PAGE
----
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GoetheInstitute

14/09/2007

From the Feuilletons is a weekly overview of what's been happening in the German-language cultural pages and appears every Friday at 3 pm. CET.. Here a key to the German newspapers.

Neue Zürcher Zeitung 14.09.2007

Sonja Margolina takes issue with the views expressed by Richard Wagner two weeks ago in the same paper on Eastern Europe's way of dealing with its past (full article in English here), and is less optimistic about the benefits of "confronting the past": "Central Eastern Europeans never had it so good as they do today. Rampant consumerism and political abstinence give politicians a free hand. At the same time, the political class fails to address important topics with which they could win voters. As a result populism is gaining ground. In the struggle for power, this triggers political eruptions capable of developing a destructive force in the absence of a strong civil society. In Poland, the last Romantics are now in power. They are seeking to champion their history in face of the future, with no holds barred. The Baltic countries are generally considered pragmatic and flexible. Yet now they seem to have abandoned this pragmatism once so important to their survival. This is due to the protection they now receive from Nato and the EU. Their combativeness doesn't attest to courage, but a lack of political responsibility, and will be at the expense of Europe."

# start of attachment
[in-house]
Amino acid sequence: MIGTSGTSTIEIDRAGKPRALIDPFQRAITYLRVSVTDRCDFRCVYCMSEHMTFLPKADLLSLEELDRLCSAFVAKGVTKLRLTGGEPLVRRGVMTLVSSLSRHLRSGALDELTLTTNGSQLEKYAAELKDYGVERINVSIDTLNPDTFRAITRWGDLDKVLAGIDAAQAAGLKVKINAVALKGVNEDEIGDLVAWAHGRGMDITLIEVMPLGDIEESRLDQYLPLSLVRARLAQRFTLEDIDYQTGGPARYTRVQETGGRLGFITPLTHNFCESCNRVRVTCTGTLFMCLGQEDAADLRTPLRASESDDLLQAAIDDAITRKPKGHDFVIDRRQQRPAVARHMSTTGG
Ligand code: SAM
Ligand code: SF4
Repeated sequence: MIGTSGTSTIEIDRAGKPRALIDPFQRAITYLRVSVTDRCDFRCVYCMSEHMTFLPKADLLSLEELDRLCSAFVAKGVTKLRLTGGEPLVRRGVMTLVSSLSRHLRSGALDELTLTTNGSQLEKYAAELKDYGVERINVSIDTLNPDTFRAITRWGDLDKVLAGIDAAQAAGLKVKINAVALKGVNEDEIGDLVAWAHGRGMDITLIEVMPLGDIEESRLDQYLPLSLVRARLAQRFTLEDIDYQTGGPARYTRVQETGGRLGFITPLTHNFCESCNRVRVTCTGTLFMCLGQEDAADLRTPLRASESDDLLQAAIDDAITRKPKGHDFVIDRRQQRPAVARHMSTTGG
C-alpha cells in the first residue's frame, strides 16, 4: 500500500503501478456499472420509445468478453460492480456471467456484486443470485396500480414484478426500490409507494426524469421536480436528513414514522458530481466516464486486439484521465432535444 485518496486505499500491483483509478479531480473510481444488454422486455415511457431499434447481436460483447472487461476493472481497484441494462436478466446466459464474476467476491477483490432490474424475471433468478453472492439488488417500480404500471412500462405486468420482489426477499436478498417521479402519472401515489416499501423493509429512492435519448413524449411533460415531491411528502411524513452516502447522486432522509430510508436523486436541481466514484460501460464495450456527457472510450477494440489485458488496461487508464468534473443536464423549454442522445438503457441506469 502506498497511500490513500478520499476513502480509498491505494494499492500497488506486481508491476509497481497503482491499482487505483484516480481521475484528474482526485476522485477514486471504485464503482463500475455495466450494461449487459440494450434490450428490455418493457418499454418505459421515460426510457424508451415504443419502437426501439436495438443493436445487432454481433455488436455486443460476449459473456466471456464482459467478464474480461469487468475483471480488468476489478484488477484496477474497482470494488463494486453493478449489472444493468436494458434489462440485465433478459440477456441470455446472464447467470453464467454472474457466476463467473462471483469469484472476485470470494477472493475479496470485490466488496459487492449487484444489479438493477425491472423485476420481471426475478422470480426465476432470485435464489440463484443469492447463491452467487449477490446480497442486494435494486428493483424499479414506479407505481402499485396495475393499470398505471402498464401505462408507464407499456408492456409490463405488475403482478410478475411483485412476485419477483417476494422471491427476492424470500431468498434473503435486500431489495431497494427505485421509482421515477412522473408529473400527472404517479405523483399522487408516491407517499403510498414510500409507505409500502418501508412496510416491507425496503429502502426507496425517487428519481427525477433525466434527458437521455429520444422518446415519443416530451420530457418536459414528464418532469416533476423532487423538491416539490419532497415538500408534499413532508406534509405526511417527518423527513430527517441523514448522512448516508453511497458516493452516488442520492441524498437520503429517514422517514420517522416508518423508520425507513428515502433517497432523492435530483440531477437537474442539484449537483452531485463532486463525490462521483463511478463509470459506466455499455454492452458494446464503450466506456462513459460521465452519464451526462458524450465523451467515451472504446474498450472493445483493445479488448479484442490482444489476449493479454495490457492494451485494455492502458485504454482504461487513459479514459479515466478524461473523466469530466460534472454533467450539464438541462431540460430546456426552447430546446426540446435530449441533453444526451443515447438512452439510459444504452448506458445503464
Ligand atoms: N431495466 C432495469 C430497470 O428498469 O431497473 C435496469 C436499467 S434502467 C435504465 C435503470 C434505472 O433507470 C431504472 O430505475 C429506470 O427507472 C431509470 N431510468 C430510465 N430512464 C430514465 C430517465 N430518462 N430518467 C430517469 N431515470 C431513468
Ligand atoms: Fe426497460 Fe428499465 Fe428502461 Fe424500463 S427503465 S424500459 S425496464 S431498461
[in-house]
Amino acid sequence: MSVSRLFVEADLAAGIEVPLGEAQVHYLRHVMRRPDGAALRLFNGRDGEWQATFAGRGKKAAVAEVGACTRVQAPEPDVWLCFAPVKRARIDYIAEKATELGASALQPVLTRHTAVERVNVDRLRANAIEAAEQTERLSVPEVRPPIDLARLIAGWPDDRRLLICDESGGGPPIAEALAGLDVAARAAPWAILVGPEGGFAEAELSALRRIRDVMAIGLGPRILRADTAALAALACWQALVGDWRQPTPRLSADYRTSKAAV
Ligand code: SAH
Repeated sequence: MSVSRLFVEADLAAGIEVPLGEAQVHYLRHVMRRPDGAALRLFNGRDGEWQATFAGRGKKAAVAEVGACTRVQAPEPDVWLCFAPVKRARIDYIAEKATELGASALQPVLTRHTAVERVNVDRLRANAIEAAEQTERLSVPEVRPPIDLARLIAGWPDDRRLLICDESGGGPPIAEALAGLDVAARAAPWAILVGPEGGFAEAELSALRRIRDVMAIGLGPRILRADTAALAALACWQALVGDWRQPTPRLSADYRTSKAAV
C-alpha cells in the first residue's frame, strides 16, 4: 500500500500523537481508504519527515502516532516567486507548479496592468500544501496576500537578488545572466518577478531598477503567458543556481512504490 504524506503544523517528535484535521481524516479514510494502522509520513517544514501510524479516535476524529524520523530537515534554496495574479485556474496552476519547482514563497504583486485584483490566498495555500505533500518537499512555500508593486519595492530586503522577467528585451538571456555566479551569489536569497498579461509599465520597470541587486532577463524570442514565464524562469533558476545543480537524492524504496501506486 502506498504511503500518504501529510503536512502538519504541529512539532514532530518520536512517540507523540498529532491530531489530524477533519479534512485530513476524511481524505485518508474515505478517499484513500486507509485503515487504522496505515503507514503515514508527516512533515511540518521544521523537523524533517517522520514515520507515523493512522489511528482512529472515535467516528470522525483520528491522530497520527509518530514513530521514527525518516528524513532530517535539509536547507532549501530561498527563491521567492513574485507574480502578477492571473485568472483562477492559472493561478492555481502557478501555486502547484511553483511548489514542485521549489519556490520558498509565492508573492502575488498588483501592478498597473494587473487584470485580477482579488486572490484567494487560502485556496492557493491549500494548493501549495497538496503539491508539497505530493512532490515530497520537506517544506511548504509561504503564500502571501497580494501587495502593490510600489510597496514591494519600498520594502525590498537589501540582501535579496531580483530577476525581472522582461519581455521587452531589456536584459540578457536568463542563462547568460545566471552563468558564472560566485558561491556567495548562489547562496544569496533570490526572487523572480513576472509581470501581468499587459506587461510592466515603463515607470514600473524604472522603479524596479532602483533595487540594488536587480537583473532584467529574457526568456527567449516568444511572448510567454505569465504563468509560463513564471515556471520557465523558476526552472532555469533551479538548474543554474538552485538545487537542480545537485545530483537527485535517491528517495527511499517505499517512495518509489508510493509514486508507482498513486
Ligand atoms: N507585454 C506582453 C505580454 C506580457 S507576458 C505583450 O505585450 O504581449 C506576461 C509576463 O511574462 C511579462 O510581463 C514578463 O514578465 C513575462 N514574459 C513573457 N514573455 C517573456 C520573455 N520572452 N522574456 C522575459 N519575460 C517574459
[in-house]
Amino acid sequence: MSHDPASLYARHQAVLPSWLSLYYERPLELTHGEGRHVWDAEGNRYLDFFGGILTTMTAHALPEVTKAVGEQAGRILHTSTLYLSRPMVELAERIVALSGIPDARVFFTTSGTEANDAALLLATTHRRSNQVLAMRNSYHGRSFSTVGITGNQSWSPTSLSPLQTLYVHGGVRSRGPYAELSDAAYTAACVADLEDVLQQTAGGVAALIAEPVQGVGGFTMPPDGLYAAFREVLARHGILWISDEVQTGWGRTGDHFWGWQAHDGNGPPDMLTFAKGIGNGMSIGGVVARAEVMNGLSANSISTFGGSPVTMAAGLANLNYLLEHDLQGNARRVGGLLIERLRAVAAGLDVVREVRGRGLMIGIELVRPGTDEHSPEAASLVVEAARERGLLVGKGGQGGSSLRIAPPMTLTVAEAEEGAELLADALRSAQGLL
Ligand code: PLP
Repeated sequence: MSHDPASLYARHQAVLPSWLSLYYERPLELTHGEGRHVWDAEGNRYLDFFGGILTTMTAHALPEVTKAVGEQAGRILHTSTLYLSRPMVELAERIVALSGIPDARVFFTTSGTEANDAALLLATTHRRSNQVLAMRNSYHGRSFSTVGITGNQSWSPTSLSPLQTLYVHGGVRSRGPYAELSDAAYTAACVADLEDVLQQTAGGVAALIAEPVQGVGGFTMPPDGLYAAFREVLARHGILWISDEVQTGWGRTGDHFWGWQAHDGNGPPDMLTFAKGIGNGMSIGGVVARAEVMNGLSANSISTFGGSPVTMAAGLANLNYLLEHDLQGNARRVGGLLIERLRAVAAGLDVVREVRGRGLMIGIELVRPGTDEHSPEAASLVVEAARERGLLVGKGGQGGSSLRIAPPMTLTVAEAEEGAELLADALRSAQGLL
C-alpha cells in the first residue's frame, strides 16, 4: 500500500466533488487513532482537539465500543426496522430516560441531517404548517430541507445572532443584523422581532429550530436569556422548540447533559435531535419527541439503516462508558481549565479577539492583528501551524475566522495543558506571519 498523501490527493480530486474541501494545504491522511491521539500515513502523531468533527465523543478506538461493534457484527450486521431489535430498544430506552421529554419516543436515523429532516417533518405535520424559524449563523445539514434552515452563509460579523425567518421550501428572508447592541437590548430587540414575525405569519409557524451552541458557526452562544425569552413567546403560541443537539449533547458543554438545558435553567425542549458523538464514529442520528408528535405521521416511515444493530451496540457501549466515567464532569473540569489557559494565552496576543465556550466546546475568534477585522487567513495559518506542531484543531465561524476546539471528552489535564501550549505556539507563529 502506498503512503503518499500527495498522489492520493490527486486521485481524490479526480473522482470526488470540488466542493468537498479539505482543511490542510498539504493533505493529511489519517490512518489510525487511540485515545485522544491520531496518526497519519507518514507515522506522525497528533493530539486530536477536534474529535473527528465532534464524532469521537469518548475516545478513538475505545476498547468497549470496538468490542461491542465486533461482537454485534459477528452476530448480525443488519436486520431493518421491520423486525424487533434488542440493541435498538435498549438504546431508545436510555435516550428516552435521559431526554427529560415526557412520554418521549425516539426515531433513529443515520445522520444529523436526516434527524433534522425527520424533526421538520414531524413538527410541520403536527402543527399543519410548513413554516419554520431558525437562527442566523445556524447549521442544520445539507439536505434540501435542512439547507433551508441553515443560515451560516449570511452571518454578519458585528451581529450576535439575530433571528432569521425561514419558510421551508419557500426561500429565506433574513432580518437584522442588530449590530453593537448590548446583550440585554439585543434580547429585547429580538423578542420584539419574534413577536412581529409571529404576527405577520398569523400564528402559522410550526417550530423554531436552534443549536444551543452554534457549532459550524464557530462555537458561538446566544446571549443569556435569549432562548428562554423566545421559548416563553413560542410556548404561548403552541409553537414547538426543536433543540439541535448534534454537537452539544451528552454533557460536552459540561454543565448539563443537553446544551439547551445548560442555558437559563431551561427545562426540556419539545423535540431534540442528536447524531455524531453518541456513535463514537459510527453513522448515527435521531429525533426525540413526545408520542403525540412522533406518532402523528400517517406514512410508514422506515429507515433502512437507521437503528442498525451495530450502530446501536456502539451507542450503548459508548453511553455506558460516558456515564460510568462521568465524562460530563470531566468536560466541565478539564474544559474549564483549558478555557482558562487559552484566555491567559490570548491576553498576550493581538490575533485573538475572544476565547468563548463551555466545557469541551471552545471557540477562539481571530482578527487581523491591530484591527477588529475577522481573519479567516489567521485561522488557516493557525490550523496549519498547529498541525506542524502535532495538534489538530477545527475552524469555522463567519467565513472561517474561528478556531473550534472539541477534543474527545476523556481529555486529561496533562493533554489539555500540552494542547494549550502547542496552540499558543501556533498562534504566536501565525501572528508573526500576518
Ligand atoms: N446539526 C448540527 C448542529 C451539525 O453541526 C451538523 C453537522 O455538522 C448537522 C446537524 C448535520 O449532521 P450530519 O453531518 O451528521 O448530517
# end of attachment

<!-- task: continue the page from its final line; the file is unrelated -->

Der Tagesspiegel
, 14.09.2007